Two years after Georgians voted overwhelmingly for more public-school choice, some legislators can’t bring themselves to give charter schools even a little help.
The Senate education committee Thursday voted to remove almost every charter-related provision from the annual public education “clean up” bill, HB 897, which makes various clarifications and corrections throughout state education law.
It’s as if these senators don’t believe publicly funded, publicly approved charter schools are really public schools.
The provisions in question are hardly ground-breaking measures. For example, it has been state law since 2009 that local school systems “make [their] unused facilities available to local charter schools.”
As it passed the House (with a two-thirds majority), HB 897 would clarify that an “unused facility” is “a school building or other local board of education owned building that is or could be appropriate for school use in which less than 40 percent of the direct student instruction and critical administration space is being used.”
That such a term requires such an obvious clarification is a testament to how hostile some — though certainly not all — local school systems remain toward charters.
That such a clarification would be cut out of an education “clean up” bill as if it does something other than cleaning up the law is a testament to how hostile some lawmakers, even some Republicans, also remain toward charters.
Some other measures excised from the bill would only strengthen the chartering process. One provision would direct the state school board to ensure charter authorizers — usually local school systems — are following best practices to hold charter schools accountable and give them the autonomy granted them by law. Why would we want anything less?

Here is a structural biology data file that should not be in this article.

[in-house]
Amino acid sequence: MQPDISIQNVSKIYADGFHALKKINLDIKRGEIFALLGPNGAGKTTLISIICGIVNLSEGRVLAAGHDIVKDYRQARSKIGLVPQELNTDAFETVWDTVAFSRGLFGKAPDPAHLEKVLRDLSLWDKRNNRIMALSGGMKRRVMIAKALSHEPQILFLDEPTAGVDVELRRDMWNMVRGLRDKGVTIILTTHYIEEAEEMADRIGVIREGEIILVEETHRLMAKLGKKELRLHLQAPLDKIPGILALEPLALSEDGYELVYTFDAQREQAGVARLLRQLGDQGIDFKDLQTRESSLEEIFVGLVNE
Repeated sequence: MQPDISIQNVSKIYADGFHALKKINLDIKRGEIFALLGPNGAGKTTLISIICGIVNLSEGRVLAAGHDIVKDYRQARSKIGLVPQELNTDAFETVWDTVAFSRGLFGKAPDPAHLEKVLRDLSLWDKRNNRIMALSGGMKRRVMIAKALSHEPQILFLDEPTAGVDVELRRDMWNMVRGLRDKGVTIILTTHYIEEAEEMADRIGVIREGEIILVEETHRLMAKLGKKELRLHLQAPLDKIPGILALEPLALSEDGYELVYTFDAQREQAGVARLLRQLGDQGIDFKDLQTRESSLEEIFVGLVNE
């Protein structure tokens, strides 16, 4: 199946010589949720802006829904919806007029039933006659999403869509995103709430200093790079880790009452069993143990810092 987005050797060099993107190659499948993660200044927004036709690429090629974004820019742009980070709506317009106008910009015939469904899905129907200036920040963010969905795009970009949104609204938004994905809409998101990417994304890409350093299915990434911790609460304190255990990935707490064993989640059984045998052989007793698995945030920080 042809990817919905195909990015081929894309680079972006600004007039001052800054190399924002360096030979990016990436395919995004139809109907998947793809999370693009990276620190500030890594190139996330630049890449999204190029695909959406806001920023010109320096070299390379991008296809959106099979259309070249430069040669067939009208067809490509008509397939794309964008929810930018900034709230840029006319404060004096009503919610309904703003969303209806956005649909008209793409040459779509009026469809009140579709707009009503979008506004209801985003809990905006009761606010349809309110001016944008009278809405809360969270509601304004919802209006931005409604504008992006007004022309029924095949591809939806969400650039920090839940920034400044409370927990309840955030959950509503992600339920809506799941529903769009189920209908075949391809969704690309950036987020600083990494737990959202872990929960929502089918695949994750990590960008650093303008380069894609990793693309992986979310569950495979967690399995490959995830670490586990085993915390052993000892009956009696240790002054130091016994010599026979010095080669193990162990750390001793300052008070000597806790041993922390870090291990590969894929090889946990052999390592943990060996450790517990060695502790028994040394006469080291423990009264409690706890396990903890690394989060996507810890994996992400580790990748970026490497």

Another provision directs the state school board to establish a “separate and expedited process for high-performing charter schools to replicate, renew, or expand their school design.” As the entire point of allowing charter schools is to encourage the creation of new, high-quality public schools, why wouldn’t we want to make it easier for charters that have proved their mettle to expand and serve more students?
In each of these cases, these legislative changes would help make Georgia more attractive to the nation’s best charter operators, many of which have been reluctant to set up shop here because our approval process can be difficult and their opportunities for rapid growth are more limited than in other states. Why would we want to continue dissuading them?
If senators think specific charter provisions of HB 897 need to go, they should argue against those provisions on the merits. They shouldn’t opt instead for a blanket removal of almost all of them.
And to the degree they object to provisions that seem closer to making policy than clarifying it — a distinction that exists chiefly in the eye of the beholder — they should take a look at some of the provisions for traditional public schools in HB 897.
In the two years since the charter schools amendment breezed through a statewide referendum, legislators have taken a cautious approach to further advances. That’s too bad. But balking at even these modest changes is even worse.
By Kyle Wingfield